Northwest Wellness's Blog

Useful information for a healthy lifestyle.

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Introduction to Fascia's role in causing Pain

Introduction to Fascia's role in causing Pain

Fascia surrounds and attaches to all structures in the body, and plays a very important role in the support and function of our bodies. In a normal healthy state, the fascia is relaxed and able to stretch and move without restriction. After physical trauma, emotional trauma, scarring, inflammation, the fascia loses its elasticity. It becomes restricted and the source of tension in the body. Trauma such as car accidents, poor posture, falls, and surgery influence the comfort and function of the body. This tension can cause pain and restrict motion. Long term, these fascial restrictions affect your ability to withstand stress and perform normal daily activities.

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Stretches for Sciatica

Stretches for Sciatica

Sciatica,(aka pain in the butt), affects the buttocks, legs, groin, and lumbar spine. The symptoms can range from pain, weakness, tingling, numbness, or burning.  The source of the pain is the sciatic nerve, which runs from the lumbar spine, into the glutes, and down the back of the legs.  The following are some stretches that can help relieve the pain by stretching the surrounding muscles.  The first three stretches are for the piriformis muscle. They range from more beginning to more advance depending on your level.

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Essential Rehab Tools to have at Home

Essential Rehab Tools to have at Home

In our clinic we have a variety of different inexpensive tools useful for releasing tension, improving range of motion and muscle recovery. Most of these tools are used for myofascial release. Your fascia is a sheath of connective tissue that provides support and protection for your muscles and internal organs. Your fascia can become tight and distorted from trauma, poor posture, repetitive stress, workouts. When fascia restricts, you may experience pain and inflammation.

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Benefits of using Cold Laser

Benefits of using Cold Laser

At Northwest Wellness, our patients benefit from cold laser use for a variety of different spinal issues. Cold laser is a newer technology used by chiropractors, physical therapist, and acupuncturist. You may be wondering how cold laser works. Cold laser is a low level light that puts red light photons into the tissue and bone to help reduce pain and stimulate healing. Cold lasers are FDA approved for a variety of different issues: Acute and chronic pain, ligament sprains, muscle strain, soft tissue injuries, tendonitis, arthritis, tennis elbow, back pain, bursitis, fibromyalgia, and carpal tunnel syndrome.

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Whiplash Trauma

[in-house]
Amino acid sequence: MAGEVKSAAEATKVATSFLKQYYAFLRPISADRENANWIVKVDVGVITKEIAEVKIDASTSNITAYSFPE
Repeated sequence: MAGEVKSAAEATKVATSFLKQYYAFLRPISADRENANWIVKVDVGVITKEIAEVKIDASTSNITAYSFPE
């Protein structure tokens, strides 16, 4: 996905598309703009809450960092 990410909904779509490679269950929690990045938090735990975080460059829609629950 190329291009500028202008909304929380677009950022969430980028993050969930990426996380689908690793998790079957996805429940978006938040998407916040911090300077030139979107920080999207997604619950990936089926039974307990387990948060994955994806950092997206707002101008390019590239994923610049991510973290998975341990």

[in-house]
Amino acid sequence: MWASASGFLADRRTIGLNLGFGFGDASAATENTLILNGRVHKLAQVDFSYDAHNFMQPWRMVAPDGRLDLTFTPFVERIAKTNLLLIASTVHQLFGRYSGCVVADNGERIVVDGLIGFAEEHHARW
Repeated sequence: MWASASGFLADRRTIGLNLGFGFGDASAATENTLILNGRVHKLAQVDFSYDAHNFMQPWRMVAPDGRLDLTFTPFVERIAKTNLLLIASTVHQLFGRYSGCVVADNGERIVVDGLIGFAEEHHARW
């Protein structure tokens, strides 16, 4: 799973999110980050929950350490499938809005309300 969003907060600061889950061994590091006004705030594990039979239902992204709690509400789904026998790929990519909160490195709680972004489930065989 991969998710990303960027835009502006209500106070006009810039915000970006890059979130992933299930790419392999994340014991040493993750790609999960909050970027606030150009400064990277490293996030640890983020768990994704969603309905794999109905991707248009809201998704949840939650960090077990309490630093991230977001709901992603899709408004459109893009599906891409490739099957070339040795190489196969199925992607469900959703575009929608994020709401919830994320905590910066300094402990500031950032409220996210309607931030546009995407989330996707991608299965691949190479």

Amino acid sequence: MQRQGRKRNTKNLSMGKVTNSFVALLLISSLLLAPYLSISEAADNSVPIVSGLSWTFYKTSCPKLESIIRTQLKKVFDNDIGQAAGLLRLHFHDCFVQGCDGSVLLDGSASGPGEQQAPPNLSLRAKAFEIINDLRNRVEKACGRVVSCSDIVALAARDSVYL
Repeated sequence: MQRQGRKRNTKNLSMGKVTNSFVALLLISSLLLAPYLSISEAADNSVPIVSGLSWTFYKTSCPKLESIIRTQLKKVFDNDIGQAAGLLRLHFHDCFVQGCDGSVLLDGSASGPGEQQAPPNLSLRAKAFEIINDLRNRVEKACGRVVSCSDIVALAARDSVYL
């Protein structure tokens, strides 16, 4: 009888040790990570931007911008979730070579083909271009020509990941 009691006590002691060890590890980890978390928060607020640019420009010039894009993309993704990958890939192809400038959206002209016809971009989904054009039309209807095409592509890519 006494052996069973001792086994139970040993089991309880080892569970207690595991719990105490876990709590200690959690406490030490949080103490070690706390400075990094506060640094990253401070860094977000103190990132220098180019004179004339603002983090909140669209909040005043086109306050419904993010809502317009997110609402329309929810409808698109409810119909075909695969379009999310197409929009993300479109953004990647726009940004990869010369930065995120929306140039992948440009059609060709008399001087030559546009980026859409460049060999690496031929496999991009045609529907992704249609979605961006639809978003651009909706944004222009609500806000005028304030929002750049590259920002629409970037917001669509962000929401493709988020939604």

Whiplash Trauma

Injuries to the neck that cause a sudden backward, forward, or sideways motion are referred to as Whiplash injuries. Whiplash injury occurs when the head is thrown in one and quickly thrust into the opposite direction.  Whiplash injuries can occur from car accidents, sports, work accidents, etc.  Chiropractors frequently treat whiplash injuries.

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Understanding injury healing time

Understanding injury healing time

There are four general musculoskeletal tissue types we work with in Physical Therapy: Bone, ligament, muscle and tendon. They all have their own varying fabric, blood supply, action, strength and healing time. Injuries to these tissues look and behave differently. People’s biological healing process and timeline can also vary based on prior health, inflammatory response sufficiency, body mass, rest-time, etc. The list goes on. We want to provide you with a basic, barebones (pun intended) and text-book breakdown of generic terminology and expected healing times for these tissue types. Understand this is not black and white; there are so many integrated circumstances that make you and your healing process different from the next person.

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Returning to Running After an Injury

Returning to Running After an Injury

Whether you are a recreational runner or a competitive runner, chances are you have experienced a running-related injury. Getting back out onto the roads/trails after an injury is not always a smooth and easy process. Sometimes, the injury tends to linger, even once you feel like you’re ready to return to running. Having the guidance of a physical therapist during your rehabilitation program will help you get back to running faster, and safely.

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Ice or Heat? Contrast therapy?

Ice or Heat? Contrast therapy?

We often discuss with our patients, the pain relief benefits of hot and/or cold therapy. It’s inexpensive, convenient and doesn’t require medication. An uncomplicated rule to use is, ice for acute, heat for chronic. But it’s not always that simple.

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What Does A Physical Therapist Do?

What Does A Physical Therapist Do?

Physical therapists are a primary care provider for musculoskeletal injuries and conditions. Learn how a physical therapist can help you improve your mobility, increase strength, and achieve optimal health.

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